Essay about Huck Finn River

Submitted By Kenneththepark1
Words: 795
Pages: 4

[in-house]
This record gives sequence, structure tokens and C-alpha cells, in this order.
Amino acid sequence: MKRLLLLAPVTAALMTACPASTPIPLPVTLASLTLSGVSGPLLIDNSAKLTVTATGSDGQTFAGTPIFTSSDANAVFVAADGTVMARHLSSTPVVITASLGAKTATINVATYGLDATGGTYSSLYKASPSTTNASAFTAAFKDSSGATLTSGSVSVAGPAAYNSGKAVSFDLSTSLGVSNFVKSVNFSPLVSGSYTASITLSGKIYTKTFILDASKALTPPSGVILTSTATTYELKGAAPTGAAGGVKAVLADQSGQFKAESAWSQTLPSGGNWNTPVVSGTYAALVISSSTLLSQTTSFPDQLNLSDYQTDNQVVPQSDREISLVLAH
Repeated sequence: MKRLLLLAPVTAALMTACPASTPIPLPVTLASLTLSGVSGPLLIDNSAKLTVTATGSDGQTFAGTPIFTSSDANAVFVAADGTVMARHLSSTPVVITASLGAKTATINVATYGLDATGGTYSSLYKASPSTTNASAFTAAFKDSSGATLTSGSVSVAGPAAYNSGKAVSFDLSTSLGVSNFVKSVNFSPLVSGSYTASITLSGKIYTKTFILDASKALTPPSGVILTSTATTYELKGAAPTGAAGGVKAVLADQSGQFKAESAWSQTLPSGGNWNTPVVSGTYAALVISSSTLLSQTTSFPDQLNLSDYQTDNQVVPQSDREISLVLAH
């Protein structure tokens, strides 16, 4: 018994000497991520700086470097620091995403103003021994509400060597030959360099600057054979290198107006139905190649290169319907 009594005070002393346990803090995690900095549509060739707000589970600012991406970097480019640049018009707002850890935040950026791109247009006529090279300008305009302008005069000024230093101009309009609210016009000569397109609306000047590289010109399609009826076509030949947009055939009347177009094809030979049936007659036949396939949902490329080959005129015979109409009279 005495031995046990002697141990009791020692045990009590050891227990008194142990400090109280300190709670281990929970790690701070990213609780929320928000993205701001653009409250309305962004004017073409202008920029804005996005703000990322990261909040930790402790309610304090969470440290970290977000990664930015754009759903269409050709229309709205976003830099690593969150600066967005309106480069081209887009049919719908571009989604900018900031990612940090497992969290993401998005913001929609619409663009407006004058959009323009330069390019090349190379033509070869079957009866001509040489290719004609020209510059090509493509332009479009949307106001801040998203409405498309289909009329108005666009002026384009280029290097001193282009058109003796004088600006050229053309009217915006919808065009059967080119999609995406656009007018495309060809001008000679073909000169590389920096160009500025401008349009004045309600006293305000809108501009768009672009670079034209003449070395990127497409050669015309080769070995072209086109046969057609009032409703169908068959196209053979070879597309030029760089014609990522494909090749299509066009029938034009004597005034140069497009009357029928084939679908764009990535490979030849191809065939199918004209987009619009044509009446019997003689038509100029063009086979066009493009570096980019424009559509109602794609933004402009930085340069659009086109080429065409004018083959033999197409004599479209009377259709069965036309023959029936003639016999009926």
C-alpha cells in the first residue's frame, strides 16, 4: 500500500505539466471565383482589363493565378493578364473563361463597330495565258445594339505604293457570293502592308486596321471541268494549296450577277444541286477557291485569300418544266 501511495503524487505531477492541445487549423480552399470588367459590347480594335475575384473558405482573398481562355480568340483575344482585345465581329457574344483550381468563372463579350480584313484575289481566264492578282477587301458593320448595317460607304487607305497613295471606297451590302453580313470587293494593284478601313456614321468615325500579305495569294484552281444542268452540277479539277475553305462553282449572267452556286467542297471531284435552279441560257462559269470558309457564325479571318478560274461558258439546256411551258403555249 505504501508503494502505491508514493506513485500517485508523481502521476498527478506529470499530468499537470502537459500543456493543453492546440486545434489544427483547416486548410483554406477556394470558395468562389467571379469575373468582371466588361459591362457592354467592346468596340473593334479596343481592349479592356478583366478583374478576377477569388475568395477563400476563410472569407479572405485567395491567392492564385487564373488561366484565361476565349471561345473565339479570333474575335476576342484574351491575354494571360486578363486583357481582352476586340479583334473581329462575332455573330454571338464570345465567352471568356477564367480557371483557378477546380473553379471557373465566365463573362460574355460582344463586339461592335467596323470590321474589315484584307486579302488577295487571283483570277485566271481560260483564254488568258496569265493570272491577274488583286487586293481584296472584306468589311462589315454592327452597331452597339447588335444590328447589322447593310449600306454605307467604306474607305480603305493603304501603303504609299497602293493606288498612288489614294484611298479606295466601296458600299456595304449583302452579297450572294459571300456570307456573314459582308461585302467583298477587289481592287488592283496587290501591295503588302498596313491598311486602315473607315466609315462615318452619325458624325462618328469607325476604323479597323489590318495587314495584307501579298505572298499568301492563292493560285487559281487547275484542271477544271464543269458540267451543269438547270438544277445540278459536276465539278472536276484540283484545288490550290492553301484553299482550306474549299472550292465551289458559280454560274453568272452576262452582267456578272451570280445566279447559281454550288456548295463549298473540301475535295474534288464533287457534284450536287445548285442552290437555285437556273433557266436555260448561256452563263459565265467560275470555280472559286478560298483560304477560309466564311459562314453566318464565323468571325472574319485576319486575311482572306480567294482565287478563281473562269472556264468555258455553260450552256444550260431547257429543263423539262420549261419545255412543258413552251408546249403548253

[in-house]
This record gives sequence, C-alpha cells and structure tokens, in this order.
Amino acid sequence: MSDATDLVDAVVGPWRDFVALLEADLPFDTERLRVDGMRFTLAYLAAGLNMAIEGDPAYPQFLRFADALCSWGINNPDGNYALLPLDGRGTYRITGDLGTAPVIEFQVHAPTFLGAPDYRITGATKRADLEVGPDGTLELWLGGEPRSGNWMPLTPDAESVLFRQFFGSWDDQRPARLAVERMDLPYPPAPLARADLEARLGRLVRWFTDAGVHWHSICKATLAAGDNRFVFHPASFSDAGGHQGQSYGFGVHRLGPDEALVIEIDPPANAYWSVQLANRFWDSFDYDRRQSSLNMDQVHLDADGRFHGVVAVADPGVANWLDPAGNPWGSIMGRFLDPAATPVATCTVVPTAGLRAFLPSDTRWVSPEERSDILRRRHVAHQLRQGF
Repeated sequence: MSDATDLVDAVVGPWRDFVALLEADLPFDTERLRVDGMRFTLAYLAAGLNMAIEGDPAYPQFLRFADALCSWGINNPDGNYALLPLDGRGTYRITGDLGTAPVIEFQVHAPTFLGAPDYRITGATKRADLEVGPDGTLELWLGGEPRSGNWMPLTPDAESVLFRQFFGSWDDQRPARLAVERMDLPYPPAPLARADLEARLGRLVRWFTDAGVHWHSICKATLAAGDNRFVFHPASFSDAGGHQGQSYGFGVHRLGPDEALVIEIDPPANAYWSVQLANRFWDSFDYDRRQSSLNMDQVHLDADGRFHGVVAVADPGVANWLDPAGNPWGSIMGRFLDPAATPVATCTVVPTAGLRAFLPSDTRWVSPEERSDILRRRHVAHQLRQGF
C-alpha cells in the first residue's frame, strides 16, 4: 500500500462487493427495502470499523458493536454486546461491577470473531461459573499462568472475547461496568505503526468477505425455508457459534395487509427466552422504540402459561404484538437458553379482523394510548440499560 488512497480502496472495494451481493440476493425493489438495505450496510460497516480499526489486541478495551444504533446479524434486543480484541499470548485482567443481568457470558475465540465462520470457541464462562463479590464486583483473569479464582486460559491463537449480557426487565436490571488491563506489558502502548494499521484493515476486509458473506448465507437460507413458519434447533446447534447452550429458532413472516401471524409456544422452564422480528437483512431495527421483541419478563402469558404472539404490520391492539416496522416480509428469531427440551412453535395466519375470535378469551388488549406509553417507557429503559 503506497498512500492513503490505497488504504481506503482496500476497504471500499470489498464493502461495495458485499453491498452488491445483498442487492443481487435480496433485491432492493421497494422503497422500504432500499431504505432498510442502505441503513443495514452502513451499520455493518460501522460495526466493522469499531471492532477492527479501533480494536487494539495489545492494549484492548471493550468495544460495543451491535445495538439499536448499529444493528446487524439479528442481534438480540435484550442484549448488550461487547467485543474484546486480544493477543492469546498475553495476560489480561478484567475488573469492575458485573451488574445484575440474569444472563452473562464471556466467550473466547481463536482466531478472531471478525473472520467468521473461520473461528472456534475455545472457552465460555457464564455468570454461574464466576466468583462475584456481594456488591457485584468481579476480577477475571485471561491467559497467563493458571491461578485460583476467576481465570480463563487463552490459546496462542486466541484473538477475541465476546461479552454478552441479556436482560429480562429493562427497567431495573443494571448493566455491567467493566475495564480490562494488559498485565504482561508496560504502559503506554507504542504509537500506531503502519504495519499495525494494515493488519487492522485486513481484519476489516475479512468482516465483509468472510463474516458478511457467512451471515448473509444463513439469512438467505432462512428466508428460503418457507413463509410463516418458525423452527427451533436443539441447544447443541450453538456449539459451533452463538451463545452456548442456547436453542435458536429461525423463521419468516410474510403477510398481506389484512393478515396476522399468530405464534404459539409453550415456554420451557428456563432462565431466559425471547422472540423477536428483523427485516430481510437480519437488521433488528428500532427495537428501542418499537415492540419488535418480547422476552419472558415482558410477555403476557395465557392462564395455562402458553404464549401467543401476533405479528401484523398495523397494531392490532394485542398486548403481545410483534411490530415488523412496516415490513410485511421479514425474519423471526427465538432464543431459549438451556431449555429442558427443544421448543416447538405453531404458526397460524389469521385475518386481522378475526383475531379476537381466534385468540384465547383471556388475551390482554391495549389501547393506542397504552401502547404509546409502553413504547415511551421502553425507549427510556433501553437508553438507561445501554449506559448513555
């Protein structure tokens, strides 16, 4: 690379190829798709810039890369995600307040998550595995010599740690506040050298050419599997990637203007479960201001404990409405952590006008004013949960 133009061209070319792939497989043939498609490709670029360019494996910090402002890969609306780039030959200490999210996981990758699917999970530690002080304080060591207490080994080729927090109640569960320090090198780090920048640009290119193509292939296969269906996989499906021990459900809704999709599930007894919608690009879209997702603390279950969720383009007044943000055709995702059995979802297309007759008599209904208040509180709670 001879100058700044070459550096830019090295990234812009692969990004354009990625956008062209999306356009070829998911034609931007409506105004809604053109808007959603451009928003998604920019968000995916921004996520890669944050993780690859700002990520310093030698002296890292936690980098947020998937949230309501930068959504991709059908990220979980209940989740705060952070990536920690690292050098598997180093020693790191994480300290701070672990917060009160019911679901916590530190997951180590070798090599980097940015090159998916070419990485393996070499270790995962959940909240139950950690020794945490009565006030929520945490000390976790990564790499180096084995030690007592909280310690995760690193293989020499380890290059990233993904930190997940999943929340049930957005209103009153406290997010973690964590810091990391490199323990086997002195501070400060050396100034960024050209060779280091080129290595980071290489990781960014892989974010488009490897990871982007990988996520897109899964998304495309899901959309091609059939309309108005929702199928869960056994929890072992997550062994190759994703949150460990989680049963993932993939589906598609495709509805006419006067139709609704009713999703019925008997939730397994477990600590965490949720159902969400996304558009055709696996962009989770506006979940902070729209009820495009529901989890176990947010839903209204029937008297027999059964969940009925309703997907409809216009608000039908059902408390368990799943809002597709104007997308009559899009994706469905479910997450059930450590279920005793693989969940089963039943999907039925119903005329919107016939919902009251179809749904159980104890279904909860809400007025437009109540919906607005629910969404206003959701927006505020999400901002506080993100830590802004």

Mark Twain’s masterpiece, The Adventures of Huckleberry Finn, primarily takes place around the majestic Mississippi River. In fact, there wouldn’t be a story full of adventures if the Mississippi River wasn’t there to provide Huck and Jim a mode of transportation. However, the river symbolizes much more than a physical landmark throughout the story. Twain effectively utilizes the river to play several roles in his novel. For Huck and Jim, the grand Mississippi offers them a gateway to new adventures, freedom, and comfort. When Jim decided to become a fugitive slave after realizing that he would be sold, Huck makes a daring commitment to follow him. Although Huck had his own reasons to flee, he possessed an insatiable thirst for adventure. “Next morning I said it was getting slow and dull, and I wanted to get a stirring up, some way. I said I reckoned I would slip over the river and find out what was going on.” (Twain 54) Huck dresses up as a girl in order to find out what was going on in the next town. It was a risky and foolish adventure, especially since Huck was aiding a runaway fugitive down the Mississippi River. The river simply didn’t allow Huck and Jim to have many uneventful days. Fog from the river also makes the duo miss the mouth of the Ohio River, resulting in witnessing a dangerous family feud, crashing their raft into a steamboat, and assisting two low-life con artists. These adventurous turn of events were all made possible by the Mississippi River. Since these events happened in real physical towns and landmarks near the river, Twain is able to provide the reader a high level of authenticity. For Huck and Jim, the river represents freedom and hope for a better life. Jim is shackled by the cruel reality of slavery; his wife and children were enslaved and separated as well. He has no intentions of being sold to a slave state and decides to utilize the river as an opportunity for a new life. Although Jim is an uneducated slave, he is smart enough to know that he would be free if the river carried him to a free state. The river was a great idea, because it wouldn’t leave tracks behind for slave catchers to follow his trail. Jim’s grand plan was to allow the river to carry him to freedom, which would allow him to work towards buying his family’s freedom. This idealistic plan could only be made possible if the river’s currents would allow it. Although Huck is white and legally not a slave, he feels hopelessly enslaved by society and his drunken father. “All right; I can stop anywhere I want to.” (Twain 34) After Huck escapes, his adventures on the Mississippi River begin. The river enables him to finally be in control of his own life. Neither the Widow Douglas nor Pap is able to mold him into something Huck is clearly not cut out to be. While floating down the river on a raft, Huck and Jim are finally able to experience a taste of freedom. Although floating down the river on a raft may seem to be a cluttered and cramped